Len Glass was recently interviewed on CKNW’s The World Today with Jon McComb discussing the implementation of the Foreign Account Tax Compliance Act (FATCA). FATCA is meant to address tax evasion by American citizens living abroad, but is raising questions about privacy implications as it requires financial institutions in other countries to tell the IRS about US citizens’ offshore accounts with than $50,000. On the show, Len discussed the Act and examined how it would impact Canadian financial institutions as well as US citizens living in Canada.
|Seminar on Litigants’ Disclosure Obligations & The Law of Privilege (February 2014)||05.2.14|
|Peter Roberts Guest Stars on Radio Real Estate, AM 650||01.2.14|
|Jessica Forman quoted in National Post article "'Ski buddy’ not responsible for man’s death on B.C. slope, judge rules"
Jessica Forman was quoted in a National Post article discussing Canada’s extreme sports industry and the recent declaration by Supreme Court Justice Barbara Fisher that no “buddy” should have to take blame for the perils of the British Columbia backcountry. Jessica, who acted in the case on behalf of the successful defendant, said “We as individuals have to acknowledge when we undertake these risky activities that we’re ultimately responsible for those decisions”.
|Peter Roberts quoted in Globe and Mail article "‘Ski buddy’ not responsible in back-country death, B.C. judge rules”
Peter Roberts was quoted in a Globe and Mail article discussing the BC Supreme Court judge ruling that a “ski buddy” was not responsible for the death of a back-country skier on the slopes near Revelstoke, BC.
|Peter Roberts' article reprinted in the December issue of British Columbia Real Estate Developments.
Peter Roberts' article “How Should a Strata Deal with the Owner From Hell? - the Final Chapter” was reprinted in the December issue of British Columbia Real Estate Developments. In this article, Peter examines a B.C. Court of Appeal decision that settles the question of whether or not the courts can force the sale of a strata unit as a remedy for a strata occupant’s failure to abide by strata rules and bylaws. The definitive answer is, given appropriate circumstances, the court can force such a sale.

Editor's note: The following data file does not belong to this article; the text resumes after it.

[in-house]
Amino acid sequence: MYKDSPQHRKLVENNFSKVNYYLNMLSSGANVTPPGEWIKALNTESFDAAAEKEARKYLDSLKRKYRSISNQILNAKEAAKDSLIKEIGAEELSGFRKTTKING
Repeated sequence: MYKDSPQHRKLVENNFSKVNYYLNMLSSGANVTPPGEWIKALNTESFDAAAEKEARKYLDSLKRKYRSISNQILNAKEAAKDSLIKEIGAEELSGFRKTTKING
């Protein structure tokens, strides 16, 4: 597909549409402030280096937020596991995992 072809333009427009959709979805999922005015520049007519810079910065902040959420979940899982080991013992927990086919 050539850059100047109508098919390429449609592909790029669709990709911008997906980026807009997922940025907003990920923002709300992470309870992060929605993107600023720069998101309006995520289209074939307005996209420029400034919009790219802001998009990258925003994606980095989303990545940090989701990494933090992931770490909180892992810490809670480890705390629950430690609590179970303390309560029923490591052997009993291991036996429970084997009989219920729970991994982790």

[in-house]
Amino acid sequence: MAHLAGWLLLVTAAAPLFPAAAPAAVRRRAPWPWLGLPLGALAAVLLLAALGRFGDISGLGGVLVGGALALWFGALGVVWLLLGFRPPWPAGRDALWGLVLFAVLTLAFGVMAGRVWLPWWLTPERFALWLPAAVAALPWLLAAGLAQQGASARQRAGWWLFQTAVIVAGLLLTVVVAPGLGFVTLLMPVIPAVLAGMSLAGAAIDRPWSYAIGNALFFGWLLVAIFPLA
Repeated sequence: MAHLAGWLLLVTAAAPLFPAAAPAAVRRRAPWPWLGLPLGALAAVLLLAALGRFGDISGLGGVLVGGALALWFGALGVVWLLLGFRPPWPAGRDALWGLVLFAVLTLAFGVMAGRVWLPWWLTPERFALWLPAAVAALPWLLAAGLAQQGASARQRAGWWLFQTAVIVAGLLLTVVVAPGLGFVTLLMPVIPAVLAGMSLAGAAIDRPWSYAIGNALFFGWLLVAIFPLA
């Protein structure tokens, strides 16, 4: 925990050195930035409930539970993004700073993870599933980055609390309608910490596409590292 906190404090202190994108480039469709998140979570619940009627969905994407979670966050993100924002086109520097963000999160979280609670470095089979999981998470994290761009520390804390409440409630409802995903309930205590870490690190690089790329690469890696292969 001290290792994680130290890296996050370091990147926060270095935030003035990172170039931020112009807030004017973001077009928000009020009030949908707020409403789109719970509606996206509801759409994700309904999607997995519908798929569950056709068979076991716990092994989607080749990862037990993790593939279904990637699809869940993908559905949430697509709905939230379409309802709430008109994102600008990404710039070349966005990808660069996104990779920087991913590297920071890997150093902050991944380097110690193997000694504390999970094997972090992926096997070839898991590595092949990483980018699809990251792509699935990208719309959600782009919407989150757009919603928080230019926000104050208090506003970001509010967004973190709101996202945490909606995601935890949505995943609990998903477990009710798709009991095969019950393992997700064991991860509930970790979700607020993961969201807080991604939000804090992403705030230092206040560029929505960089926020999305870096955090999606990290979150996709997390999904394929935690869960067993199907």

|Peter Roberts quoted in Globe and Mail article "Shared property owners in North Vancouver can force sale, B.C. Supreme Court rules"
Peter Roberts was quoted in the Globe and Mail discussing a B.C. Supreme Court ruling that a majority of owners in a common law condo complex in North Vancouver can ask for a sale of the whole property. Peter, who acted in the case on behalf of the successful owners, said the ruling "is an important decision because it makes it clear that one small group of owners cannot block everyone else from selling."
|Nicole Skuggedal quoted in Business in Vancouver article "Do You Know Where Your Mobile Workers Are?"
Labour and employment lawyer, Nicole Skuggedal, is quoted in the Business in Vancouver article “Do you know where your mobile workers are?” published on January 13, 2014 which discusses rulings from B.C.'s privacy commissioner to affirm employers' rights to track their employees with GPS technology while on the job.